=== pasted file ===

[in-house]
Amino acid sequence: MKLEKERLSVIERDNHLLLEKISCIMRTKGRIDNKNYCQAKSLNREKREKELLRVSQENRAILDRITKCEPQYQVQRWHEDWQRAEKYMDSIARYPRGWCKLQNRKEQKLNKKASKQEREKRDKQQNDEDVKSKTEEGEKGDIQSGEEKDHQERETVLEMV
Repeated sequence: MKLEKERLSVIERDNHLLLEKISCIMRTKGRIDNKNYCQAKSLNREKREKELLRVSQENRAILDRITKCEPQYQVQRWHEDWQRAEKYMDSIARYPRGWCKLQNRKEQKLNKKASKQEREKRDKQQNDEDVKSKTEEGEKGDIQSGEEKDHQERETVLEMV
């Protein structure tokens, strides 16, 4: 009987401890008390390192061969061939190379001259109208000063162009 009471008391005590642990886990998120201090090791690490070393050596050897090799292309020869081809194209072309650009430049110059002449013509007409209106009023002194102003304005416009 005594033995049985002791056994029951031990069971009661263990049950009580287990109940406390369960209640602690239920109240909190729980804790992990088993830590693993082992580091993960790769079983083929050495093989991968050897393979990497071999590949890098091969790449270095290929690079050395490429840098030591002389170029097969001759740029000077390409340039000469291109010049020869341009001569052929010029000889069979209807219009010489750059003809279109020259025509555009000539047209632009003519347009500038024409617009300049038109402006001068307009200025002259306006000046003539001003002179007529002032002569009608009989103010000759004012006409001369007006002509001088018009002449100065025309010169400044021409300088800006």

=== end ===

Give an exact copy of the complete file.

[in-house]
Amino acid sequence: MKLEKERLSVIERDNHLLLEKISCIMRTKGRIDNKNYCQAKSLNREKREKELLRVSQENRAILDRITKCEPQYQVQRWHEDWQRAEKYMDSIARYPRGWCKLQNRKEQKLNKKASKQEREKRDKQQNDEDVKSKTEEGEKGDIQSGEEKDHQERETVLEMV
Repeated sequence: MKLEKERLSVIERDNHLLLEKISCIMRTKGRIDNKNYCQAKSLNREKREKELLRVSQENRAILDRITKCEPQYQVQRWHEDWQRAEKYMDSIARYPRGWCKLQNRKEQKLNKKASKQEREKRDKQQNDEDVKSKTEEGEKGDIQSGEEKDHQERETVLEMV
């Protein structure tokens, strides 16, 4: 009987401890008390390192061969061939190379001259109208000063162009 009471008391005590642990886990998120201090090791690490070393050596050897090799292309020869081809194209072309650009430049110059002449013509007409209106009023002194102003304005416009 005594033995049985002791056994029951031990069971009661263990049950009580287990109940406390369960209640602690239920109240909190729980804790992990088993830590693993082992580091993960790769079983083929050495093989991968050897393979990497071999590949890098091969790449270095290929690079050395490429840098030591002389170029097969001759740029000077390409340039000469291109010049020869341009001569052929010029000889069979209807219009010489750059003809279109020259025509555009000539047209632009003519347009500038024409617009300049038109402006001068307009200025002259306006000046003539001003002179007529002032002569009608009989103010000759004012006409001369007006002509001088018009002449100065025309010169400044021409300088800006």